Getting a jump start on your garden

By: Joseph Dames Email
By: Joseph Dames Email

Yesterday's nice weather may have had you thinking about garden planning, but the incoming storm may be causing second thoughts. With beautiful conditions yesterday with temperatures in the 60's, we're now looking at a soggy and cold weekend.

"This is absolutely a great time to get started on gardening, a lot of folks don't realize that, especially when we talk about vegetables. We kind of divide them into two groups, cool crops and warm crops," said Dennis Hill of Bookcliff Gardens.

It’s the cool crops experts say you don't have to be afraid to start now. cool crops actually need to get a head start before the summer heat takes over.

"The cool crops actually need to be planted now, they thrive in this cold, they'll tolerate some frost, and I’m talking about things like cabbage and broccoli and cauliflower,” said Hill.

Another good idea if you're looking for a bountiful harvest, start preparing your soil now.

"The best thing I think to be doing now is preparing your soil, digging in some compost, we actually have wonderful soil if you add some nutrients to it," said Angeline Barrett of Meadowlark Garden.

Barrett says you can also get a start indoors, but warns the right light is important.

"If you don't have a good sunny window the plants kind of get stretched or leggy. often times indoor light is just not what the plants want, they want sunlight"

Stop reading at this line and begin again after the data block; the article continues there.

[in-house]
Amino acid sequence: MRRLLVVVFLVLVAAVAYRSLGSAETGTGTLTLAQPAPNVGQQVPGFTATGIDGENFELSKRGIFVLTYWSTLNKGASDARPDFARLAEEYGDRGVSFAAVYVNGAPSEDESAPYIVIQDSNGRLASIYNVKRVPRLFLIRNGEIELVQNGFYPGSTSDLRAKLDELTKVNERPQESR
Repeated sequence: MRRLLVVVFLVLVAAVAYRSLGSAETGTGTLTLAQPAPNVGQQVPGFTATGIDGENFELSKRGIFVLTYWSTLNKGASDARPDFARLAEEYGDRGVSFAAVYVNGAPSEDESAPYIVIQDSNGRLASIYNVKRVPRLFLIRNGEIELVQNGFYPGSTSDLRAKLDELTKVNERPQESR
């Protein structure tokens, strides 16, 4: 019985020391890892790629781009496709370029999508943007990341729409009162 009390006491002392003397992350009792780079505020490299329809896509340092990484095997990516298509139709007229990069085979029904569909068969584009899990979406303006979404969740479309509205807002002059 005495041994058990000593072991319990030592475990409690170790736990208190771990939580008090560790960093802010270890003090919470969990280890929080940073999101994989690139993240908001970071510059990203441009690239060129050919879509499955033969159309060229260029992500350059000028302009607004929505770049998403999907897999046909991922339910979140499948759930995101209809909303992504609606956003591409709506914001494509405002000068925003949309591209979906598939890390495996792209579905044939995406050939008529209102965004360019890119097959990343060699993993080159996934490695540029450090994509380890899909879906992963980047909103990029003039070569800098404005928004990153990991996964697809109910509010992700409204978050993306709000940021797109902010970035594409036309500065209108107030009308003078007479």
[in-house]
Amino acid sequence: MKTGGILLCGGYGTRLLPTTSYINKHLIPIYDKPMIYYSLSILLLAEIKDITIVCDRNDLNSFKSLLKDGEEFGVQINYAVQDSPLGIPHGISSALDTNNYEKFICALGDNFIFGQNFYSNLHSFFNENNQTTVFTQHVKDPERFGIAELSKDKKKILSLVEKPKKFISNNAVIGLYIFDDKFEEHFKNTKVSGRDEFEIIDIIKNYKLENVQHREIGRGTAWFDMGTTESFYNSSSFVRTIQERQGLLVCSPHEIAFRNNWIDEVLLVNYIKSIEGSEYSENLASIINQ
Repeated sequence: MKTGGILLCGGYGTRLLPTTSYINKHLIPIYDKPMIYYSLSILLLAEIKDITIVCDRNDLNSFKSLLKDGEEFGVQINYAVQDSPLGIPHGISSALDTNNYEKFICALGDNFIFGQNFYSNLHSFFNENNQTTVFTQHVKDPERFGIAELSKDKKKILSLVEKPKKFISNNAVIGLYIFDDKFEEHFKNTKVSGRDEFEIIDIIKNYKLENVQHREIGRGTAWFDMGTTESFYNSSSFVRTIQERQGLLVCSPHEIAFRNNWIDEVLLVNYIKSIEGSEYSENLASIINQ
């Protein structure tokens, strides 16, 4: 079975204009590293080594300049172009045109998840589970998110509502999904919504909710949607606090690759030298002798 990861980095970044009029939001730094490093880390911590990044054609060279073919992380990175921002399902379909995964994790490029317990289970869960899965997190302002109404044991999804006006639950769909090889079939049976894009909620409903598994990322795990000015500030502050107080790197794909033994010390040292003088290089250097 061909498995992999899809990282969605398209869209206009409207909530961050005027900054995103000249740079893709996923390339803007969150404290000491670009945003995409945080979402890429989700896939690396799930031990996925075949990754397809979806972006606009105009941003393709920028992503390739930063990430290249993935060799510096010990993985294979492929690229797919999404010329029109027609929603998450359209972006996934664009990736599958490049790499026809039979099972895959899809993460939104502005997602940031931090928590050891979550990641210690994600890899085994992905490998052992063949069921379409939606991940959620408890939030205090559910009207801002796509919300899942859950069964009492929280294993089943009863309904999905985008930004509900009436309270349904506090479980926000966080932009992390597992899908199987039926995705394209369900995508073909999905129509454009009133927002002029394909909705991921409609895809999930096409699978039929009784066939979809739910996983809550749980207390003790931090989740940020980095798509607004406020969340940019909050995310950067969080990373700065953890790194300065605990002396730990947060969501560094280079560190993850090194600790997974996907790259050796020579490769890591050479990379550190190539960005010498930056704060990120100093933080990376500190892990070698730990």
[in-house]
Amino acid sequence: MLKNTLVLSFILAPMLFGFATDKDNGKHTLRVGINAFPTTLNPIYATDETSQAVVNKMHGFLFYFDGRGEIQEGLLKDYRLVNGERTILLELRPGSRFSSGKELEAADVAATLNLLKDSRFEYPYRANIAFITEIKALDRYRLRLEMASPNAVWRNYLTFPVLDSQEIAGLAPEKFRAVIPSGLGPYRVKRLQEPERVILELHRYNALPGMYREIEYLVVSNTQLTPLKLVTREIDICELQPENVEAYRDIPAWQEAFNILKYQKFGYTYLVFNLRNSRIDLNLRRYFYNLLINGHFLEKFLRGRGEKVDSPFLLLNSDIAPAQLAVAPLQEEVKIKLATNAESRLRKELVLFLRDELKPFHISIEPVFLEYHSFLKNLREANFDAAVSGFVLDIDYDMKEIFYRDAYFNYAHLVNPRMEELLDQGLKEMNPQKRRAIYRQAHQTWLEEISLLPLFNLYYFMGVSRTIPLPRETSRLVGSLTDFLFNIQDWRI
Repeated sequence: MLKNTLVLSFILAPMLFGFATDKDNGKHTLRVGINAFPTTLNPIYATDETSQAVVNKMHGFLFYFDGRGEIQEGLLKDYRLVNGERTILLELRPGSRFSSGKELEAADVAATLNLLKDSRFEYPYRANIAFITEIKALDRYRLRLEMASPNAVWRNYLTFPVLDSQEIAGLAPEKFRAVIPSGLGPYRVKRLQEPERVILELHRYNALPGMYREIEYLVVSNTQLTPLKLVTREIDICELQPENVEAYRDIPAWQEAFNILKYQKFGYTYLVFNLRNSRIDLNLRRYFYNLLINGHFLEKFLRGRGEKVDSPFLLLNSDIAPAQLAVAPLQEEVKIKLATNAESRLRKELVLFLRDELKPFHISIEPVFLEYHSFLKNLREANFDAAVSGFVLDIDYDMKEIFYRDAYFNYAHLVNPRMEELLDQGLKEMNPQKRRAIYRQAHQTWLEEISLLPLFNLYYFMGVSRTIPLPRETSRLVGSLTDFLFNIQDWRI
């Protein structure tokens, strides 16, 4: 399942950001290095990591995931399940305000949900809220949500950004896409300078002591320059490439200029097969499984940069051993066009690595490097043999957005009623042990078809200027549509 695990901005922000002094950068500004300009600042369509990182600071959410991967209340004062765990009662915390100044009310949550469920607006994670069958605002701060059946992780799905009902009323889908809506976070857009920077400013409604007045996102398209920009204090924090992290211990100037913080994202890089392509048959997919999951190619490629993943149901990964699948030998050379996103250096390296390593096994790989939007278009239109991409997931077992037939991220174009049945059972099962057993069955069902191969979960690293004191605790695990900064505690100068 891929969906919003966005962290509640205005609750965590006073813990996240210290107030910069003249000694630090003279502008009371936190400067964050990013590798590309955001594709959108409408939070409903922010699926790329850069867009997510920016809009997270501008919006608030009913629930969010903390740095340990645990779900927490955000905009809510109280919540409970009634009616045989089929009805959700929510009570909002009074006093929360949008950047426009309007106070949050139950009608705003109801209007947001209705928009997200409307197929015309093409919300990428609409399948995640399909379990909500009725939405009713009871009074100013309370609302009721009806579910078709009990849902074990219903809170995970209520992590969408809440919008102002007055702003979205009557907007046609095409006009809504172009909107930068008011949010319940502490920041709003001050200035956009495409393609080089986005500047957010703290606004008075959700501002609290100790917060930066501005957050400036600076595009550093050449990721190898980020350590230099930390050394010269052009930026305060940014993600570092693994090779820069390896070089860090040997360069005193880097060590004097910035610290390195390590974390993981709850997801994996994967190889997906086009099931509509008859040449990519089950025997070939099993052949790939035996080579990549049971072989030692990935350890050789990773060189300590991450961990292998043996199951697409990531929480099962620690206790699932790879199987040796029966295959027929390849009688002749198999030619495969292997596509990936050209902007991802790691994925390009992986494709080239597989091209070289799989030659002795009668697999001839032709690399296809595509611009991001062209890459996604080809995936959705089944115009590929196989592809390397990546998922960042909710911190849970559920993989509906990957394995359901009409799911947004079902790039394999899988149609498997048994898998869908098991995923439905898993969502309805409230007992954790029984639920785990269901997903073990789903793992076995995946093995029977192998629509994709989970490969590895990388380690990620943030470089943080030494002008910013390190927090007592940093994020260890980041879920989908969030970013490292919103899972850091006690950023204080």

If you're planning warm crops and flowers, don't be fooled by the warm weather because forecasters say we'll keep seeing a back and forth trend.

"periods of the cold weather as we will get this weekend it is going to drop down below freezing if not below freezing with a chance for snow, and then we will get a southerly flow which will then warm us up again, this is really not uncommon it is spring time this is what we expect," said Tom Renwick of National Weather Service.

Weather forecasters say it isn't until mid may the overnight low stays consistently over the freezing mark. That means you may want to stick to just the cold crops and tilling your soil until temperatures get warmer for good. Garden specialists stress those cool crops can handle the frost and you don't really need to worry if temperatures fall down into those frost temperatures.


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